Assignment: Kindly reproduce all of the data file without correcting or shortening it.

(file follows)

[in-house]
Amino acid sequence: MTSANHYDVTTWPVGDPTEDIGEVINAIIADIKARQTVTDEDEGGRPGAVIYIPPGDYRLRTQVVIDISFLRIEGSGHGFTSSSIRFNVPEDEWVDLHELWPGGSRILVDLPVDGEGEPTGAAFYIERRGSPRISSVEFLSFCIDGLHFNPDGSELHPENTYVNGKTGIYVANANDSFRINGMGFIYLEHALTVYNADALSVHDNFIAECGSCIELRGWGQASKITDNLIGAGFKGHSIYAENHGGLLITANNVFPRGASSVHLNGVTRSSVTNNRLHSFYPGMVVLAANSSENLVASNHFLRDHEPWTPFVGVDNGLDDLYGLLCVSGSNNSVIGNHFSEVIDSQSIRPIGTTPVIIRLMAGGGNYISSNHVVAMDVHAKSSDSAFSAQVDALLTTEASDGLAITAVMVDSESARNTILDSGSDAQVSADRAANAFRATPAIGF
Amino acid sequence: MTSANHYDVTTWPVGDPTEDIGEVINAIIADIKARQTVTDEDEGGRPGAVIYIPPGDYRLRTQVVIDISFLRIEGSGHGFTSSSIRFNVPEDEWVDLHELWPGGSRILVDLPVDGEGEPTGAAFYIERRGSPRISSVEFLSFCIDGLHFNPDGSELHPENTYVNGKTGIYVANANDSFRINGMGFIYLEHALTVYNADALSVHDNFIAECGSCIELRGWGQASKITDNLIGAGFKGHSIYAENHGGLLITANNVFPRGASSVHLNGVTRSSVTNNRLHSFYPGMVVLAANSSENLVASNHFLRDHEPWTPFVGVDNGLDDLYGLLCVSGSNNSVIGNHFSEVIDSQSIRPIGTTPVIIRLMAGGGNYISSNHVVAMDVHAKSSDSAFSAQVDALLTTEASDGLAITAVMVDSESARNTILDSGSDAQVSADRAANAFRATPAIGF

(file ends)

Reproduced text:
[in-house]
Amino acid sequence: MTSANHYDVTTWPVGDPTEDIGEVINAIIADIKARQTVTDEDEGGRPGAVIYIPPGDYRLRTQVVIDISFLRIEGSGHGFTSSSIRFNVPEDEWVDLHELWPGGSRILVDLPVDGEGEPTGAAFYIERRGSPRISSVEFLSFCIDGLHFNPDGSELHPENTYVNGKTGIYVANANDSFRINGMGFIYLEHALTVYNADALSVHDNFIAECGSCIELRGWGQASKITDNLIGAGFKGHSIYAENHGGLLITANNVFPRGASSVHLNGVTRSSVTNNRLHSFYPGMVVLAANSSENLVASNHFLRDHEPWTPFVGVDNGLDDLYGLLCVSGSNNSVIGNHFSEVIDSQSIRPIGTTPVIIRLMAGGGNYISSNHVVAMDVHAKSSDSAFSAQVDALLTTEASDGLAITAVMVDSESARNTILDSGSDAQVSADRAANAFRATPAIGF
Amino acid sequence: MTSANHYDVTTWPVGDPTEDIGEVINAIIADIKARQTVTDEDEGGRPGAVIYIPPGDYRLRTQVVIDISFLRIEGSGHGFTSSSIRFNVPEDEWVDLHELWPGGSRILVDLPVDGEGEPTGAAFYIERRGSPRISSVEFLSFCIDGLHFNPDGSELHPENTYVNGKTGIYVANANDSFRINGMGFIYLEHALTVYNADALSVHDNFIAECGSCIELRGWGQASKITDNLIGAGFKGHSIYAENHGGLLITANNVFPRGASSVHLNGVTRSSVTNNRLHSFYPGMVVLAANSSENLVASNHFLRDHEPWTPFVGVDNGLDDLYGLLCVSGSNNSVIGNHFSEVIDSQSIRPIGTTPVIIRLMAGGGNYISSNHVVAMDVHAKSSDSAFSAQVDALLTTEASDGLAITAVMVDSESARNTILDSGSDAQVSADRAANAFRATPAIGF